The country is doomed. Ryan has a plan to get it out of debt and I applaud him, because he at least has a PLAN to try to right the ship, which no Ono else does. But his plan sucks, needs major revmaps-But once again it is a plan and a starting point. Obama hasn't done jack and the fact is he won't do jack with another 4 more years in office-HUGE disappointment. Arnold II. I don't think Romney or Ryan will be much better either. It is like choosing between Brown and Whitman, both sucked eggs but they were the two choices. I actually figured Brown might be able to help the CA gridlock, boy was I wrong. He is a cowards too.

All I know is we are not going to see ANY economic return until wee see a real estate come back, that won't happen until decent jobs starting being produced, and that is not going to happen until we start limiting the influence of labor markets that don;t play by the same rules we play by, and that won't happen until we get some leaders in place who have a set, and that is not going top happen before 2016.

Here is one of the reasons we are in this mess;

http://www.youtube.com/watch?v=WlAwaZ...!

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Don Bauder Aug. 17, 2012 @ 7:12 p.m.

I don't think the country is doomed. Most of the rest of the industrial world is hurting, too. There is too much debt, public and private, and central banks make things worse by driving interest rates so low. Capital markets are casinos. Wealth and income inequality is horrendous and a result of the deliberate destruction of the middle class in the U.S. Corruption is rampant, particularly on Wall Street and in the banking industry. Many corporations' books are phony as a three dollar bill. Greed forces corporations and Wall Street to play only for the very short term. We are not a producing country; our economy is excessively fixated on shifting money around, or financial engineering. These are just a few of the problems. But we're not doomed. We escaped the Robber Baron era. Best, Don Bauder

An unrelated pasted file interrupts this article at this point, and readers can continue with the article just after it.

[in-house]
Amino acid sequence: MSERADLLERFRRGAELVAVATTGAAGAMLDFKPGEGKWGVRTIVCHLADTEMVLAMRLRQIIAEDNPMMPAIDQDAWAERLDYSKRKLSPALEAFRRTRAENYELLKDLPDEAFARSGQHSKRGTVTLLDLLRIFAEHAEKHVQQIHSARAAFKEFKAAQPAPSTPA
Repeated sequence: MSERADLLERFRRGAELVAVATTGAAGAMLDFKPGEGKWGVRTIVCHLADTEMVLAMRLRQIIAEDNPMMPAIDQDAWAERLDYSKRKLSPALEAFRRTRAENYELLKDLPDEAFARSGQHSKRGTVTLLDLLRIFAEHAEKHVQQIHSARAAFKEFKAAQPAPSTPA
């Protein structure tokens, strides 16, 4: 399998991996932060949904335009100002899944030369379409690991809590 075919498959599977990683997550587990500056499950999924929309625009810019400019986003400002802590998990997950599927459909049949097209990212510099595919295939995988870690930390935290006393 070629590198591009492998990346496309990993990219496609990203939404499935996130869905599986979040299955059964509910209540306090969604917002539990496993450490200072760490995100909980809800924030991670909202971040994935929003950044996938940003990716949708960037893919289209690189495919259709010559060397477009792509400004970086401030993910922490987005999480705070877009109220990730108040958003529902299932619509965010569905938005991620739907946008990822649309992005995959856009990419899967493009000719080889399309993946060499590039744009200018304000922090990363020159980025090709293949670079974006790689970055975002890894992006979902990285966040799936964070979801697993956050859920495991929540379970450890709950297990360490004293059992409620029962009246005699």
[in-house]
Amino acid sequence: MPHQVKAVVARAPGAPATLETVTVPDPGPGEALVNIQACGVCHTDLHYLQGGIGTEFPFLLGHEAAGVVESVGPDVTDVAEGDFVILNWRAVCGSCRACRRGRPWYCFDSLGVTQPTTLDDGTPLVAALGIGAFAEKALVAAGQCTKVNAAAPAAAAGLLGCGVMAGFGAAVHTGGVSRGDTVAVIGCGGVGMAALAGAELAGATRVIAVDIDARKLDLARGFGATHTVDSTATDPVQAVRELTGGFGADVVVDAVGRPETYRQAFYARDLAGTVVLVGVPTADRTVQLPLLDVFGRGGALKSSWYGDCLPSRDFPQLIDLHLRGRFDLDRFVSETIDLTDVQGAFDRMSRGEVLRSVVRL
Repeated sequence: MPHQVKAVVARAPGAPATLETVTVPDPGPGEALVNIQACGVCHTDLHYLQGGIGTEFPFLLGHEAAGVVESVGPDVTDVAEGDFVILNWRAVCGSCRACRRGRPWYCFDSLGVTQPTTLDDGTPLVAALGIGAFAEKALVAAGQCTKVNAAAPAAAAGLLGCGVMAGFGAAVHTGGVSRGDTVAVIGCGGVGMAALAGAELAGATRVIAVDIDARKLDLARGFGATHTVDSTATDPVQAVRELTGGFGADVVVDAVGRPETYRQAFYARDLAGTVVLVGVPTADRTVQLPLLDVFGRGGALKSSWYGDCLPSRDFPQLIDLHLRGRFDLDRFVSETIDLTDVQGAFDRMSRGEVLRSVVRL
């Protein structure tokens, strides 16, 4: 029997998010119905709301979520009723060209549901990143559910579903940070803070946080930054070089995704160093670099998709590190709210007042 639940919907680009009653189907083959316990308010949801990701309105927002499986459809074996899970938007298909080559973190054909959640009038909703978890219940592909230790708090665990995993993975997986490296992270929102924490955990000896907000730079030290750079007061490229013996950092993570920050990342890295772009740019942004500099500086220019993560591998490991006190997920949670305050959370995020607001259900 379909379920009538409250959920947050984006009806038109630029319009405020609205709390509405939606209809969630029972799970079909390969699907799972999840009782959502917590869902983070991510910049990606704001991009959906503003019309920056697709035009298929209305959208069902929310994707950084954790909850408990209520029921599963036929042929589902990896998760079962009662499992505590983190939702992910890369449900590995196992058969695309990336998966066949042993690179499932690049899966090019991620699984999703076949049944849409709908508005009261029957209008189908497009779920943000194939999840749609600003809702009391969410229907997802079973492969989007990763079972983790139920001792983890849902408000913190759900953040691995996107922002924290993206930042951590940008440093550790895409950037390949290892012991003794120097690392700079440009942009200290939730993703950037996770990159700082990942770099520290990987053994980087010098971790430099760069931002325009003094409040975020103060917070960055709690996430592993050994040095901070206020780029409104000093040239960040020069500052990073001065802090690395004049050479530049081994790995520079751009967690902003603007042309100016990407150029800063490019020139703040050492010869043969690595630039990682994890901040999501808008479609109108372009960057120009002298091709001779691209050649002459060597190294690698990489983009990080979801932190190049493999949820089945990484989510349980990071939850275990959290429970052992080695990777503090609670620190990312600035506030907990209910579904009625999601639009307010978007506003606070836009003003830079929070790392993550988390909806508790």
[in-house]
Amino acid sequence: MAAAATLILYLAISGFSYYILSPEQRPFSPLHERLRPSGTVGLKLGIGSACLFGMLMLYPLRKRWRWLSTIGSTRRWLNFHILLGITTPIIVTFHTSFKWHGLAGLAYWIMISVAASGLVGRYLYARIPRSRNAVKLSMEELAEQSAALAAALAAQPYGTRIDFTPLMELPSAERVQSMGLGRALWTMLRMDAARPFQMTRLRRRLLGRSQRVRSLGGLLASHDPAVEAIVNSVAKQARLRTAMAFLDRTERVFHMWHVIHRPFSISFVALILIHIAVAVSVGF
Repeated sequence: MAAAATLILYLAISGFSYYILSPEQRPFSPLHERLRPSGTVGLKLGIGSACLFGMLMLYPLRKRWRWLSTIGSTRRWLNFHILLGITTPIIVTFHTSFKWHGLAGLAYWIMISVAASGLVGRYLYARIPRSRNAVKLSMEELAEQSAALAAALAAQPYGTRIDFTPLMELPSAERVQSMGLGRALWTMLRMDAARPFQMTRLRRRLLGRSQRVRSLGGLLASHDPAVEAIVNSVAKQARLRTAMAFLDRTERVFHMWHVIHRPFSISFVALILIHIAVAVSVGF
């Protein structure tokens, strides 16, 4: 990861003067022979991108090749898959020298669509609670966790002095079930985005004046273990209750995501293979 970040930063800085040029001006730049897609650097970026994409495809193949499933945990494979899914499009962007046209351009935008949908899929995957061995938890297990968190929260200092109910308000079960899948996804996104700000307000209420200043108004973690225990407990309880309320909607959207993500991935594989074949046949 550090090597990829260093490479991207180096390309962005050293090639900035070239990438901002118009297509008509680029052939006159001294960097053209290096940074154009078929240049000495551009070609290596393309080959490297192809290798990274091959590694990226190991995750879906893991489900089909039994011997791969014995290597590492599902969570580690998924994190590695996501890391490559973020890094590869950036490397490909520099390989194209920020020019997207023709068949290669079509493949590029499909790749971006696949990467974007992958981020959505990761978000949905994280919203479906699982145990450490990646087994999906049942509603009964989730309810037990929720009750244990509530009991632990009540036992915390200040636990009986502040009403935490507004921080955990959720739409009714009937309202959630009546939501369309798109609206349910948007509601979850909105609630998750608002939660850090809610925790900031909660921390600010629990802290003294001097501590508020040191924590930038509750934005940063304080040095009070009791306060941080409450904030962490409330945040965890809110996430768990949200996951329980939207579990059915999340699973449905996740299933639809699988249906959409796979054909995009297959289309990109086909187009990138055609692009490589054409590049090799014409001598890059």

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SurfPuppy619 Aug. 17, 2012 @ 7:29 p.m.

It is doomed for the short term. If any country can come back it is America, but face it, there have been serious problems brewing for 30 years now, when Ronnie Raygun started running those twin deficits, trade and budget deficits.

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Don Bauder Aug. 18, 2012 @ 7:04 a.m.

It seems to me that "doomed" by definition connotes the long run, but it's not worth arguing the point. You are correct that Reagan's conversion to supply side economics, in combination with his escalation of defense spending, created massive deficits from which we have never recovered. Remember, too, that Cheney told George W. Bush that Reagan had proved that deficits don't matter. Arghhh! Therefore, the Bush era clowns went ahead with the tax cuts for the rich that sent the deficit spiraling again. Now Romney-Ryan want to tackle the deficit by cutting entitlements of the poor and middle class, while escalating tax cuts for the rich and not cutting defense spending. This is during a prolonged economic slump when spending by the middle class is the one thing that could bolster the economy. (Consumption is 71% of GDP.) This is utter insanity. Best, Don Bauder

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Twister Aug. 18, 2012 @ 8:33 a.m.

Weuns has met the enemy--in the looking-glass, but it, or our perception, is badly warped.

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Don Bauder Aug. 18, 2012 @ 1:28 p.m.